I’m an Android user, so I missed the initial Fallout Shelter craze. All I could do is report to work and hear about the hype from my subordinates. I would be late in discovering the thrills of playing this licensed F2P game, complete with a retro-futur post-radio pre-color television art direction, and Pipboy-people as proxies for Little People in my virtual playground Bethesda Game Studios and Behaviour Interactive get extra points for integrating weapon and armor tiers while complimenting the generic NPCs with those named after famous Fallout characters such as Dawgg and Scribe Rothchild.
My little social/science experiment was chugging along just fine with little issue except for a casual famine here or water contamination there. I then decided to sign onto the internet to make sure that I was not playing FS “incorrectly.” That is when I encountered the controversy:
Satire actively criticizes its target. Fallout Shelter’s pregnancy mechanics aren’t satirizing 50s sexism, just “humorously” reproducing it. — Feminist Frequency (@femfreq) July 3, 2015
There is not an adult gamer out there with an internet connection who does not know who Anita Sarkeesian is, especially after news of Gamergate took the internet by storm. Just the mere sight of Sarkeesian’s name makes the blood of many (male) gamers boil, and I feel that this effect has less to do with her feminist criticism of video games, and more to do with the fact that she made one hundred fifty-eight thousand, nine hundred twenty two (plus) USD from a 30-day kickstarter that she launched in 2012 in order to support the costs associated with purchasing and playing video games as well as the video editing in her Tropes Versus Women in Video Games series. Though her initial goal was $6,000, the generous contributions demonstrated the fact that what Sarkeesian endeavored to accomplish was in great demand yet short in supply. She would expand the project from the initial five videos to an indefinite number with no deadlines. As of November 2015, Sarkeesian has published ten videos in this series, and the fact that there are more missing than have been delivered from the initial promise is an unquestionably legitimate critique—notably, “The Fighting F#@k Toy,” “The Sexy Sidekick,” and “The Sexy Villainess,” because she has only delivered “Damsel in Distress” and “Women as Background Decoration” from the original of five.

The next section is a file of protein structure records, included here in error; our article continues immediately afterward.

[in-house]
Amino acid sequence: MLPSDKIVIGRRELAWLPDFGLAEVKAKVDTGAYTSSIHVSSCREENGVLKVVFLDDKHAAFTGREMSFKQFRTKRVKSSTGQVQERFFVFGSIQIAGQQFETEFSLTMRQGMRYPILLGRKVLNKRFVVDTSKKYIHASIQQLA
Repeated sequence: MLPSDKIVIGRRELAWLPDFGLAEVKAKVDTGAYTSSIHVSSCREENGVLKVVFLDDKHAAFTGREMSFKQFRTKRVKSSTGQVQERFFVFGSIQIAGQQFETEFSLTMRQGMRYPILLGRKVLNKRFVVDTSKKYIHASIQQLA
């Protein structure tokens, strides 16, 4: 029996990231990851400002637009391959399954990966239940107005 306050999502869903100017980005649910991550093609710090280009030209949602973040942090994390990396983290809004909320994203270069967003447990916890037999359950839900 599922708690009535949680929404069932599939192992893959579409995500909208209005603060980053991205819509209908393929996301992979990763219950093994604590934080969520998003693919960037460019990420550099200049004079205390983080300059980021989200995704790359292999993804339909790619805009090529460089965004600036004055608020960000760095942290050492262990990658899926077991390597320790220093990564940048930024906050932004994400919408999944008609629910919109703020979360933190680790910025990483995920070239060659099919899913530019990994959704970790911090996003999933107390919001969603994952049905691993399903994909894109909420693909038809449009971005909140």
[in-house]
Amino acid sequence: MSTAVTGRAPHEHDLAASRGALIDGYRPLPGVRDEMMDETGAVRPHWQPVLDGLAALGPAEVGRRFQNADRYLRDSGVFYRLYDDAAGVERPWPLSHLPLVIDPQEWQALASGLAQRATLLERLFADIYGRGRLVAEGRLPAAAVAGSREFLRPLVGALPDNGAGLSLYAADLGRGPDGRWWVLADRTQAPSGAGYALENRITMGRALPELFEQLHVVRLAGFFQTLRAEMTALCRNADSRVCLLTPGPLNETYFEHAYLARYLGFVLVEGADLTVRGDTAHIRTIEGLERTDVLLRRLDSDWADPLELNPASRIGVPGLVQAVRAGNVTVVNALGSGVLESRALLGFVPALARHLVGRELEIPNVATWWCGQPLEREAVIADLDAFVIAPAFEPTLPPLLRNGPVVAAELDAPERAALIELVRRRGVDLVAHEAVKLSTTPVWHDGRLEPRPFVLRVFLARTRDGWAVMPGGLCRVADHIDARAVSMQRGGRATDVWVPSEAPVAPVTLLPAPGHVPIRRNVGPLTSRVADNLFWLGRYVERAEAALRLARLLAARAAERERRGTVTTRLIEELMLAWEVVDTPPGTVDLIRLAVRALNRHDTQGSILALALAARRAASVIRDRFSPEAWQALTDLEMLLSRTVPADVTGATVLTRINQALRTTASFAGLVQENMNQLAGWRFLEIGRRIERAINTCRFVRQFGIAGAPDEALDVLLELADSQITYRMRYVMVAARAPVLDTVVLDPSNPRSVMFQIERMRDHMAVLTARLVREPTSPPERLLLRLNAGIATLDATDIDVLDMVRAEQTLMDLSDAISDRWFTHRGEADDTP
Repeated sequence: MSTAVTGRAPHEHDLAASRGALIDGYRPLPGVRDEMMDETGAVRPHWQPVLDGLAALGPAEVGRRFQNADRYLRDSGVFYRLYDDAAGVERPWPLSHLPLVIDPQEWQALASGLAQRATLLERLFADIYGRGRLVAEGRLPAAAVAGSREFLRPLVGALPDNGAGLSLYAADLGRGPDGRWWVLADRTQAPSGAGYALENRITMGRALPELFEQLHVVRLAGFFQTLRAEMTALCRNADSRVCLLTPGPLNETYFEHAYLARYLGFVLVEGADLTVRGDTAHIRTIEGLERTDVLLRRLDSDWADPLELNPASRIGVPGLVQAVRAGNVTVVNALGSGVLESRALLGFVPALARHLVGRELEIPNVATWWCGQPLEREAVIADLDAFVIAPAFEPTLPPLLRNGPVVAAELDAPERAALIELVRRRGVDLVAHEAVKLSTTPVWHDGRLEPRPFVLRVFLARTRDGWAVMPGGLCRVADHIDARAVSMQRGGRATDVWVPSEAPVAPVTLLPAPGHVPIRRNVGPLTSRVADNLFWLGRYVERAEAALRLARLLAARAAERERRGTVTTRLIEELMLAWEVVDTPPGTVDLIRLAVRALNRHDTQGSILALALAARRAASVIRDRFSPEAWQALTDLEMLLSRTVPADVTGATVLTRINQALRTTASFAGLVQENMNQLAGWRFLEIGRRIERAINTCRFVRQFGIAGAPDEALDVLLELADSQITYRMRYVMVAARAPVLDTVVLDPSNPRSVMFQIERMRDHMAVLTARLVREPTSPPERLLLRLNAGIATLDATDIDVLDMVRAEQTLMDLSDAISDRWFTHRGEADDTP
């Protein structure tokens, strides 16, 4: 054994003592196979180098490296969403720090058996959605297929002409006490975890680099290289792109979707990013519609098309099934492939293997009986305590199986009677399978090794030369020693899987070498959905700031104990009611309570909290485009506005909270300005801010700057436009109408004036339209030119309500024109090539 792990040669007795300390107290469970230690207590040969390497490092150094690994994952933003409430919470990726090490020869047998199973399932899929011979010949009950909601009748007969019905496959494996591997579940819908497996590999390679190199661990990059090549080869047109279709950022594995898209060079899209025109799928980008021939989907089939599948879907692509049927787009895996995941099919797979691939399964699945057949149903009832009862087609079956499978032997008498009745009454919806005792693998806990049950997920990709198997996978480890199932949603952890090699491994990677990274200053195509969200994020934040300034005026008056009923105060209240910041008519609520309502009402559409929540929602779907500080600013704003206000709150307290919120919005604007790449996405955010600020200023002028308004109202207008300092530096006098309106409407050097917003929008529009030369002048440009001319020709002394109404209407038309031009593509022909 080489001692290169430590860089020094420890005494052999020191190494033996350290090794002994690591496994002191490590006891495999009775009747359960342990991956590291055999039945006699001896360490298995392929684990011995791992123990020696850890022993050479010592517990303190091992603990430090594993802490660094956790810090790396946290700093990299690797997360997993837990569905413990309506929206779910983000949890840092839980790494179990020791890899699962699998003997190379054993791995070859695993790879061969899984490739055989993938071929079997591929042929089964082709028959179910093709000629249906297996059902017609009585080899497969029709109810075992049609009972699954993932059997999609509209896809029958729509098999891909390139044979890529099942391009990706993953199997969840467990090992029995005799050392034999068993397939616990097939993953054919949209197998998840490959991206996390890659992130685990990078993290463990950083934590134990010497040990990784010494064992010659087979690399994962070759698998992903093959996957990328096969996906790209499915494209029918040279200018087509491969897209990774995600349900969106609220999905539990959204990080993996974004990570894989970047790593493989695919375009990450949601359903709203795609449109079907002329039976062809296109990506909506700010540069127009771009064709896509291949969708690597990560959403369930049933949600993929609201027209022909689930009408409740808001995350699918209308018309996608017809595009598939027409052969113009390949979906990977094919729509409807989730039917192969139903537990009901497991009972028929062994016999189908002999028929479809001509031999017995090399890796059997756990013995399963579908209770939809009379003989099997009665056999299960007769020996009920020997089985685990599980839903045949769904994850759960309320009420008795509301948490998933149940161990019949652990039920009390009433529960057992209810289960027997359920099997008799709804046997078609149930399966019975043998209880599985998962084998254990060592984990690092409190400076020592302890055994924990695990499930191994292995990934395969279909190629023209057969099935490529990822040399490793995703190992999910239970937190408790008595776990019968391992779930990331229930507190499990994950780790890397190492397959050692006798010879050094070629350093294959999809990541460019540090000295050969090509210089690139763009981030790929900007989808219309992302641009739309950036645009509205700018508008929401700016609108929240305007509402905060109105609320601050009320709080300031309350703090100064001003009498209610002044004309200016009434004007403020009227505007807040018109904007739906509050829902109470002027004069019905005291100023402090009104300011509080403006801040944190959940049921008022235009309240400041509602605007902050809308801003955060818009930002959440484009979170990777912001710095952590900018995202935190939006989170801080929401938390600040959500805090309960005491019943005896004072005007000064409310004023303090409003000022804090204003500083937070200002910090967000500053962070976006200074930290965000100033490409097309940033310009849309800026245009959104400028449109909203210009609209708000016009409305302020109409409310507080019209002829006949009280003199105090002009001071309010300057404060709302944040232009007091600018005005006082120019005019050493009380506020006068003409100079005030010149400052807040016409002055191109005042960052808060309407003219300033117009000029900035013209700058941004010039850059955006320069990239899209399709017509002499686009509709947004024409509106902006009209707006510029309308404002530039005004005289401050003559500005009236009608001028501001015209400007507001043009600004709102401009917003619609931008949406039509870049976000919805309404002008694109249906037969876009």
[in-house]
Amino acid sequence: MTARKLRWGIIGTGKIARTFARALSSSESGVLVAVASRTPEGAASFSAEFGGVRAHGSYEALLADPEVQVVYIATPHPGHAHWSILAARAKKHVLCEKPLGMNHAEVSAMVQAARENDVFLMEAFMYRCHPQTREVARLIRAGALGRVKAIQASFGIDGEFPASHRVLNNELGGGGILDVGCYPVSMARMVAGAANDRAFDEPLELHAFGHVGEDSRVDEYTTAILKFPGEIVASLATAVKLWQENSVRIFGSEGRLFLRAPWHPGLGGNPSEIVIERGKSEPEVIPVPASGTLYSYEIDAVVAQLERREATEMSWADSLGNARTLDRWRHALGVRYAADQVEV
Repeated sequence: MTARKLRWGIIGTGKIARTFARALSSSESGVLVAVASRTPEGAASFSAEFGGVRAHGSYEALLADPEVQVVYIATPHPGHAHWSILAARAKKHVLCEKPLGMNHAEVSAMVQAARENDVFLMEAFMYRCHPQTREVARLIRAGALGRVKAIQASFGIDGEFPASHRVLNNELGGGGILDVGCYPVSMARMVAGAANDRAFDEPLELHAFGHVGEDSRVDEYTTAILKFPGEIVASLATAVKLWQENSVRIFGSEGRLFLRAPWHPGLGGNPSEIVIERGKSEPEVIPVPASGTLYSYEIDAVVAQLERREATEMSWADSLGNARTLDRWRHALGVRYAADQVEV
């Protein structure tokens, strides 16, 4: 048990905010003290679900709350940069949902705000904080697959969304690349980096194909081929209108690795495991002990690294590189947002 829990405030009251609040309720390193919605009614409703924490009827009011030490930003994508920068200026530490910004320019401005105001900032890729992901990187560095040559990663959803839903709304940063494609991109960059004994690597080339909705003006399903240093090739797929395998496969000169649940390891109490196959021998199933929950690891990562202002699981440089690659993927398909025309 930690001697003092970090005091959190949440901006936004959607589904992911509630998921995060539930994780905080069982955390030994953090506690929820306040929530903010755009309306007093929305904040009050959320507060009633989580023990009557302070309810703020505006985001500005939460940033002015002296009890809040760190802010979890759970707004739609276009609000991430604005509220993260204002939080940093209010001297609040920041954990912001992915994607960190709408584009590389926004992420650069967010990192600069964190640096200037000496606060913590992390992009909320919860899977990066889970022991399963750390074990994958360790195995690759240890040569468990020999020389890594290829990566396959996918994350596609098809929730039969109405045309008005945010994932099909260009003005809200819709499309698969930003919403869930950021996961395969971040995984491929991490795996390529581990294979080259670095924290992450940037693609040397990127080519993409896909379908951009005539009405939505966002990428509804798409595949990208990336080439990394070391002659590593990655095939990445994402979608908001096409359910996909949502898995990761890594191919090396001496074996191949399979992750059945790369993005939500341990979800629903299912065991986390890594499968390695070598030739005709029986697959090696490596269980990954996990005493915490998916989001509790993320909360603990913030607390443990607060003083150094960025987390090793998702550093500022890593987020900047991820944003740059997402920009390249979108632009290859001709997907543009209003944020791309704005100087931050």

I would be a hypocrite if I said I was mad at her, because I, too, would love to take a furlough from my “day job” to play and read and write analytically about video games. I am also in solidarity with her intentionality in producing her work, appreciating and adopting Blizzard’s “when it’s done” game development philosophy. Nevertheless, I am a man, so I must acknowledge that some of the most vocal of Sarkeesian’s critics are obnoxiousspecifically because of her gender.
The most SFW image of Liana K in cosplay that I could find. Though she is one of Sarkeesian’s most formidable critics, her sex-positivism clashes with modesty. Feminism comes in many forms.
Cosplayer Liana Kerzner, a feminist who has been doing criticism of video games while Feminist Frequency was still nothing more than brain waves, highlights some inconsistencies in Sarkeesian’s mode of analysis, and it can be inferred that those shortcomings have contributed to a degree, to the volatile nature of Sarkeesian’s detractors. I highly recommend listening (or even better reading) at least to the first of Kerzner’s five part treatise where she rightfully scorns Feminist Frequency for, and I paraphrase, “effectively silencing the ability of men to participate in the liberation of women and themselves from patriarchy.” If feminist theory is genuinely interested in establishing equality among genders, Sarkeesian’s ethos of “her way or the highway,” as Kerzner correctly points out, is critically and intellectually flawed, and is fragile under intellectual, rather than zealous, scrutiny.